18. Having given my most anxious consideration to the material on the record, I am constrained to observe that there is, nothing on the record to suggest that emergency had arisen and that because of such a contingency the Vice-Chancellor took recourse to Section 13(4)(a) of the Act. As a matter of fact, a perusal of the note of the Registrar dated 19-7-1975 and the order of the Vice-Chancellor dated 23-7-1974 in Ex. 5 goes to show that recourse to Section 13(4)(a) of the Act was not at all taken. In Section 13 of the Act, there is absolutely no provision which empowered the Vice-Chancellor to suspend the operation of any Ordinance or Rule except as provided in Sub-section (4)(a). As there was no emergency, the Vice-Chancellor had no jurisdiction to keep these rules ir, abeyance. As a matter of fact, even the Ordinance which was issued on 10th July, 1975 saved all such rules which were in force before the coming into force of the Ordinance. These Rules were framed under Section 31. A read with Section 17 and were approved by the Syndicate. It, therefore, follows that these rules were framed under the legislative functions of the Syndicate. There is no provision in the Act except in case of emergency where by the Vice-Chancellor may be authorised to put such rules in abeyance Reference may be made to Mrs. Prity Prabha v. Dr. C.P. Singh ILR 1968 (18) (Raj.) 712 and University of jodhpur v. Ramchandra Sharma 1976 RLW 674.
19. It was contended on behalf of the defendant-appellant that in case of contractual relation of master and servant, the employee is not entitled to take recourse to these Rules. Reliance was placed on Indian Airline v. Sukhdeo Raj : (1971)ILLJ496SC , wherein it was held that the Act does not cast any obligation upon Indian Airlines Corporation to appoint employees under particular type of contract or to terminate them on specific ground Hence, though Corporation's employee is dismissed in contravention of Regulations made under the Act, the dismissal cannot be declared as null and void.
20. Reliance was placed on Regina v. St. A.H.E. School : AIR1971SC1920 , wherein it was held that these rules which have been framed under the Madras Elementary Education Act, are not statutory rules so as to control relation between management of school and its teachers.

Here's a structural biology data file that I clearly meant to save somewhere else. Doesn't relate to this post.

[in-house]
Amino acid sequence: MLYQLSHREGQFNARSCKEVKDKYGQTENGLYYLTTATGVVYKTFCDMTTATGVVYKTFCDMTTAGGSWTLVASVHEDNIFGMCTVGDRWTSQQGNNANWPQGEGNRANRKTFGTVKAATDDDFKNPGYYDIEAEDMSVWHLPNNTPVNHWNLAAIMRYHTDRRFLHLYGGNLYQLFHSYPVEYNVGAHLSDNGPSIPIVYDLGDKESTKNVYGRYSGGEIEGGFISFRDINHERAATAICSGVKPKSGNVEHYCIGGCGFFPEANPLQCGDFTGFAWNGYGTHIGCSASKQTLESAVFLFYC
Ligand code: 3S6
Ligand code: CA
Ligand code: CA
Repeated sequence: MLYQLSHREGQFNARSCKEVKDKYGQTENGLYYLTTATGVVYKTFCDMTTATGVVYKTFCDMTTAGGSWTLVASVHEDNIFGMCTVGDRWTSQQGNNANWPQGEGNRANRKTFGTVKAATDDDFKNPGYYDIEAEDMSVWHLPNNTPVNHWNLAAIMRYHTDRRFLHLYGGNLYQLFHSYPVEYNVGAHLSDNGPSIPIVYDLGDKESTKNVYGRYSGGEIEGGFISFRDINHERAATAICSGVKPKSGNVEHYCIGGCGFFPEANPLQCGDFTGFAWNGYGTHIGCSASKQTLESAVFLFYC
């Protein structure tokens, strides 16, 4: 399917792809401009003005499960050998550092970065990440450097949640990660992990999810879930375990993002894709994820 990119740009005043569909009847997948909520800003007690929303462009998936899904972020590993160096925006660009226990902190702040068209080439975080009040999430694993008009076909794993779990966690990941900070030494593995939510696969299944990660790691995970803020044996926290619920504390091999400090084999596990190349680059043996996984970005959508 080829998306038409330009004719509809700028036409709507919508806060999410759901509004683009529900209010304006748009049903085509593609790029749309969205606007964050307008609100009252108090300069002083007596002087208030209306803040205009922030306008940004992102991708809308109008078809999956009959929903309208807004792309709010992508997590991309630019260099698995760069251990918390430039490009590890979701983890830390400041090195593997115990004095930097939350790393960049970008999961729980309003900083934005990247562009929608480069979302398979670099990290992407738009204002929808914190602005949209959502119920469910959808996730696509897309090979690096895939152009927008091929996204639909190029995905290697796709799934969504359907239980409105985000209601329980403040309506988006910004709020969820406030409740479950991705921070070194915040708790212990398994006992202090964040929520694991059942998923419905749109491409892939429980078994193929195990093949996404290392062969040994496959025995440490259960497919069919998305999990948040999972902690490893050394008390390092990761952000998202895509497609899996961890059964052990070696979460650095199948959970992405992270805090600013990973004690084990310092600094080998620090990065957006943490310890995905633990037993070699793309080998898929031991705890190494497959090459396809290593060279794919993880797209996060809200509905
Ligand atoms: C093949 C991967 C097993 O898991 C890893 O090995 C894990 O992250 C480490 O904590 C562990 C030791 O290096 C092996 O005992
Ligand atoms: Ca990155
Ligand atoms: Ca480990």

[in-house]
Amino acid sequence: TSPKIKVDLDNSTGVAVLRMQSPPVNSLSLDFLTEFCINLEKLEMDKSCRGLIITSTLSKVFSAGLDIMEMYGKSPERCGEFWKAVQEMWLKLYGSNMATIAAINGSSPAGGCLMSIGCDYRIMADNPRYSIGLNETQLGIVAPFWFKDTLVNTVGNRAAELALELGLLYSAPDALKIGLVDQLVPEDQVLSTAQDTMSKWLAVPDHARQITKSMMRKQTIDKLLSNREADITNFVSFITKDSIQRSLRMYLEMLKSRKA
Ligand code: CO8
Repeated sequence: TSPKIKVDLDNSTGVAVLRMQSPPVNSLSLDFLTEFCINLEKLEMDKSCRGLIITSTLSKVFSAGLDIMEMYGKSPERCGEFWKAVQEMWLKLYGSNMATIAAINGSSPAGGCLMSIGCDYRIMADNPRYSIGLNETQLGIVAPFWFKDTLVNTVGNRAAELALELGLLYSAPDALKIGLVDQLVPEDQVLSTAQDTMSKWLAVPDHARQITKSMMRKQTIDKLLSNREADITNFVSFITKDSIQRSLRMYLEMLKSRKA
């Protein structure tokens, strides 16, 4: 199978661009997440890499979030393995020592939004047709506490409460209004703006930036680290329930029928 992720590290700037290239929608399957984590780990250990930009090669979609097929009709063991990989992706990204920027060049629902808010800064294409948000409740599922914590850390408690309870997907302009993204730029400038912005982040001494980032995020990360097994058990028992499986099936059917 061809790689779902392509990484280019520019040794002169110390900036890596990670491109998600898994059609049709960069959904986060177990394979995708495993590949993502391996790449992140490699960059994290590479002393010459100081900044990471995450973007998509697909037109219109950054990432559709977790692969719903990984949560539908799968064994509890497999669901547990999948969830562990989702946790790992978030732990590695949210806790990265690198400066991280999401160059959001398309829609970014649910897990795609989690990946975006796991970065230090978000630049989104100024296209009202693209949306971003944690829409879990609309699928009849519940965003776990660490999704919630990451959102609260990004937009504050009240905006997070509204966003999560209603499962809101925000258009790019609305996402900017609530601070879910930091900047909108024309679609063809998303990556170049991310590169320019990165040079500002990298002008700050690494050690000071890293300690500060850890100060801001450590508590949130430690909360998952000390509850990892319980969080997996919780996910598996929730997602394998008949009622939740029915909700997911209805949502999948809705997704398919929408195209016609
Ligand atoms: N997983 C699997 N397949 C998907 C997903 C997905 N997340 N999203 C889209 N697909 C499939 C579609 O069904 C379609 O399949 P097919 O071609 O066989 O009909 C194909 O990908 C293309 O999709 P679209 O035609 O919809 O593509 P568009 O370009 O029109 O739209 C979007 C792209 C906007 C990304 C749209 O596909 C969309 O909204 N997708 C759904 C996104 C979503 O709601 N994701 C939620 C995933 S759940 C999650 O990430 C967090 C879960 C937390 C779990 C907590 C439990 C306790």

21. In UPSW Corporation Lucknow v. C.K. Tyagi : (1970)ILLJ32SC , it was held that dismissal though in violation of Regulation framed under Agricultural Produce (Development and Ware housing) Corporation Act, 1956 is not in breach of mandatory provisions under the Act, employee cannot claim reinstatement.
22. In Stale of Assam v. Ajit Kumar Sharma : (1966)ILLJ451SC , it was held that rules in nature of administrative instructions are without any statutory force and therefore, employees cannot seek enforcement or non-enforcement of Rules by maintaining writ petition against the Director of Public Instructions as the Rules confer no rights on them
23. Reliance was placed on Union of India and Ors. v. R.S. Dhoba : 19ITR143(SC) & Indra Dev v. Meerut University AIR 1976 All 273 in which it was held that powers under Section 10(5) is exercised when the matter is of urgent nature.
24. Reliance was placed on Jammu University v. D.K. Rampal : (1977)IILLJ1SC , wherein it was held that where there is power conferred on the employer either by an express term in the contract or by the rules governing the terms & conditions of service to suspend an employee, the order of suspension has the effect of temporarily suspending the relation of master and servant with the consequence that the employee is not bound to render service and the employer is not bound to pay. In such a case the employee would not be entitled to receive any payment at ail from the employer unless the contract of employment or the rules governing the terms and conditions of service provide for payment of some subsistence allowance.
25. Reliance was placed on Ramshai v. Board of Revenue for Rajasthan 1977(1) SLR 605. Reliance was placed on R. Bhadada v. Jodhpur University 1977 Lab. IC 509, in which it has been held as under:
The High Court cannot strike down suspension only on the ground that a possible alternative course which is suggested by the petitioner may have been a better course Evidently how a particular emergent situation has to be left to the person concerned High Court is not sitting as a court of appeal over the opinion which has to be formed subjectively by the Vice-Chancellor in deciding whether he should act under Section 12(5) of the Act. The test is not an objective one, in the sense whether had the High Court been in the position of a Vice-Chancellor, it would have taken the same action as the Vice-Chancellor took. The test in short is whether there were some circumstances on the basis of which the Vice-Chancellor could have acted as a reasonable man in the manner he did. In view of these circumstances, it was held that it could not be said that the action of the Vice Chancellor was so arbitrary as to call for interference.
Reliance was also placed on Guru Nanak University v. Iqbal Kaur , in which it was held that: